On November 22, 2005, Microsoft released two versions of the Xbox 360 and sold over 84 million units worldwide. Microsoft's console became a household entertainment symbol for its support of early streaming services, CDs, and DVDs. Despite its great success, the 360 was prone to a complete console failure commonly referred to as the "red ring of death" for its lighting pattern on the front of the console.  Unofficial sources reported the failure rate was anywhere from 23.7% up to 54.2%, though Microsoft originally claimed the rate was within the industry's acceptable standards of 3% to 5%.  The only way to fix the console was to ship it back to Microsoft for repair or replacement, assuming it was still under warranty. Another less discussed problem of the 360 was its ability to cause a circular scratch on the readable face of game discs, which rendered them unusable. 
The next generation of Microsoft consoles was the Xbox One, released in November 2013. Its reception was lukewarm due to the console's required internet connection, a lack of exciting game releases, and an intention to prevent used game sharing and trading.  The Xbox One was followed by the 2016 release of the Xbox One S, a slimmer and more efficient version, and the 2017 release of the Xbox One X, which became the most powerful gaming console before the release of the Xbox Series X. 
The Xbox Series X/S is the most recent and most successful Xbox release by Microsoft, having launched in November 2020.  Within a week of its release, widespread reports of supply shortages grew and persisted through the fourth quarter.
In 2010, Microsoft released a motion-sensing video game controller for use with Xbox 360 consoles: the Kinect. Eight million units were sold in its first 60 days on the market, claiming a Guinness World Record for being the "Fastest-Selling Consumer Electronics Device." The device tracked players' gestures, movement, and other features to enable game play without the use of a physical controller. In addition to these features, the console add-on also had voice and facial recognition capabilities, and even bore an infrared sensor to capture 3D video data under any ambient lighting.
In response to this widespread backlash, Microsoft announced in August 2013 that the Xbox One system would no longer require a Kinect unit to be plugged in in order to function. Despite this, Xbox One consoles were only sold in bundles with alongside Kinect devices at launch in November 2013. In June 2014, Microsoft launched a Kinect-less Xbox One system to compete with the price-point of the PlayStation 4. This removal from the bundle marked the beginning of the phase-out of the Kinect.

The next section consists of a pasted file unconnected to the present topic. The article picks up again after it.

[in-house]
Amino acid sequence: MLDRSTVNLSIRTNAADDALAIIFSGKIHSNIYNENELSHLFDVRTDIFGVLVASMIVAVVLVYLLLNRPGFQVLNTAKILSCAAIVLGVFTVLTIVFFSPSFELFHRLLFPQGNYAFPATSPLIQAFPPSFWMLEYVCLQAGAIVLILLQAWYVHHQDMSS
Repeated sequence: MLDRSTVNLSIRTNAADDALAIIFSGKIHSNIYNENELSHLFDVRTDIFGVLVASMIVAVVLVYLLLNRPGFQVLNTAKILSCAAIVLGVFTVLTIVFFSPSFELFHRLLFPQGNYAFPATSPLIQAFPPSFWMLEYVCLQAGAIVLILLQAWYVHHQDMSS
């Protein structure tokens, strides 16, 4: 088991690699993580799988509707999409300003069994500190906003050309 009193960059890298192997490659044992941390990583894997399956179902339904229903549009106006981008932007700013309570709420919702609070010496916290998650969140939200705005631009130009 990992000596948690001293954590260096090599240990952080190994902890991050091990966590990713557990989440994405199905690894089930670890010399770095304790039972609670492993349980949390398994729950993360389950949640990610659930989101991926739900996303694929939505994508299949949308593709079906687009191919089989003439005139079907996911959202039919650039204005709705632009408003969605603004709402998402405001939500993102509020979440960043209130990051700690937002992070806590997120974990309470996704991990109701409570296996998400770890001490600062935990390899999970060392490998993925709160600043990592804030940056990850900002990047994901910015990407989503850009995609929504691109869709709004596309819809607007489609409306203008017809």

For subsequent systems such as the Xbox One S and the Xbox One X, Microsoft required that a special USB adapter be used in order to connect a Kinect unit to the console. On October 25, 2017, Microsoft announced that it would stop the manufacture of Kinect for Xbox One. And in January 2018, the adapter was discontinued.
Microsoft HoloLens is a pair of mixed reality smart glasses developed and manufactured by Microsoft. The first Development Edition was offered on March 30, 2016 and targeted developers in North America for $3000. [NEEDS CITATION] Microsoft released this product and established HoloLens as the company's flagship product for Mixed Reality – the technological concept of merging real and virtual worlds to produce new environments for humans. The release drew many similarities to Google's Google Glass which, similarly, looked to popularize wearable mixed reality technology.[NEEDS CITATION] During the first release, Microsoft provided detailed documentation to help third party developers develop new experiences.[NEEDS CITATION] Specifically, Microsoft released HoloStudio which allowed developers to easily create 3D applications that integrated with HoloLens.